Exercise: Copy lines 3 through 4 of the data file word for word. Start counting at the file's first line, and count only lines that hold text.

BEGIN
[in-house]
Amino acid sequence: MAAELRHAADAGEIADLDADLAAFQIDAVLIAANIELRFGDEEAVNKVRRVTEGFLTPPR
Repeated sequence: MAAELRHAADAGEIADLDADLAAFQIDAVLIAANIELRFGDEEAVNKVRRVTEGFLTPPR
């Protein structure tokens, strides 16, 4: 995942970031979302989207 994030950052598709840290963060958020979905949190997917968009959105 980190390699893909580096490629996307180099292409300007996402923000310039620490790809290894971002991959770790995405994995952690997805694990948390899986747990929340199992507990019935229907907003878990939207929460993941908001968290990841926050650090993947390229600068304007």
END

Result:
Repeated sequence: MAAELRHAADAGEIADLDADLAAFQIDAVLIAANIELRFGDEEAVNKVRRVTEGFLTPPR
């Protein structure tokens, strides 16, 4: 995942970031979302989207 994030950052598709840290963060958020979905949190997917968009959105 980190390699893909580096490629996307180099292409300007996402923000310039620490790809290894971002991959770790995405994995952690997805694990948390899986747990929340199992507990019935229907907003878990939207929460993941908001968290990841926050650090993947390229600068304007």